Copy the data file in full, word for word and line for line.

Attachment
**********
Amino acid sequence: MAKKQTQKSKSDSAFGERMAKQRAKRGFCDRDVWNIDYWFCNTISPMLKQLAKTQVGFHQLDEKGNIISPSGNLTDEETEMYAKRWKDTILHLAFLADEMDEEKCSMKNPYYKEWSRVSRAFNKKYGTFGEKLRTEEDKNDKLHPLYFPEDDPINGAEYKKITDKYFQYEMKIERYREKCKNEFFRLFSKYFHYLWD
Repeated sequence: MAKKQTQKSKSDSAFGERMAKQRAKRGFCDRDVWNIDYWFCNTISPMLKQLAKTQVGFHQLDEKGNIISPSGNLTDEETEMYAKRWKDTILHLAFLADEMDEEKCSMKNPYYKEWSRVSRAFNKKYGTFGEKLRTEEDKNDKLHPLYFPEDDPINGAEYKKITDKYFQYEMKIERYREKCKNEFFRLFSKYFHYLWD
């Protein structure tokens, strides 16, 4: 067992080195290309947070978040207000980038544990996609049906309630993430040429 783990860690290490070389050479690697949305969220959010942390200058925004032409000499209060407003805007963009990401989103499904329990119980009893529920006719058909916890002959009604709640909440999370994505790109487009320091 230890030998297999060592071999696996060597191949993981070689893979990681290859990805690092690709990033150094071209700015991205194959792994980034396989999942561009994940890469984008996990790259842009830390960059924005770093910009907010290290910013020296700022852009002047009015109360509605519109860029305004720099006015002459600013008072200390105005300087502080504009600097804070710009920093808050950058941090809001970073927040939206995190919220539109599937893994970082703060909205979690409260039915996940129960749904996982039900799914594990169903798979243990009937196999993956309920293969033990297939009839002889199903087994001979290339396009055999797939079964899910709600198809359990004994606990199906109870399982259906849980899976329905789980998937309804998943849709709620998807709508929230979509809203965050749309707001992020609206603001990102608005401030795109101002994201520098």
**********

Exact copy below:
Amino acid sequence: MAKKQTQKSKSDSAFGERMAKQRAKRGFCDRDVWNIDYWFCNTISPMLKQLAKTQVGFHQLDEKGNIISPSGNLTDEETEMYAKRWKDTILHLAFLADEMDEEKCSMKNPYYKEWSRVSRAFNKKYGTFGEKLRTEEDKNDKLHPLYFPEDDPINGAEYKKITDKYFQYEMKIERYREKCKNEFFRLFSKYFHYLWD
Repeated sequence: MAKKQTQKSKSDSAFGERMAKQRAKRGFCDRDVWNIDYWFCNTISPMLKQLAKTQVGFHQLDEKGNIISPSGNLTDEETEMYAKRWKDTILHLAFLADEMDEEKCSMKNPYYKEWSRVSRAFNKKYGTFGEKLRTEEDKNDKLHPLYFPEDDPINGAEYKKITDKYFQYEMKIERYREKCKNEFFRLFSKYFHYLWD
């Protein structure tokens, strides 16, 4: 067992080195290309947070978040207000980038544990996609049906309630993430040429 783990860690290490070389050479690697949305969220959010942390200058925004032409000499209060407003805007963009990401989103499904329990119980009893529920006719058909916890002959009604709640909440999370994505790109487009320091 230890030998297999060592071999696996060597191949993981070689893979990681290859990805690092690709990033150094071209700015991205194959792994980034396989999942561009994940890469984008996990790259842009830390960059924005770093910009907010290290910013020296700022852009002047009015109360509605519109860029305004720099006015002459600013008072200390105005300087502080504009600097804070710009920093808050950058941090809001970073927040939206995190919220539109599937893994970082703060909205979690409260039915996940129960749904996982039900799914594990169903798979243990009937196999993956309920293969033990297939009839002889199903087994001979290339396009055999797939079964899910709600198809359990004994606990199906109870399982259906849980899976329905789980998937309804998943849709709620998807709508929230979509809203965050749309707001992020609206603001990102608005401030795109101002994201520098």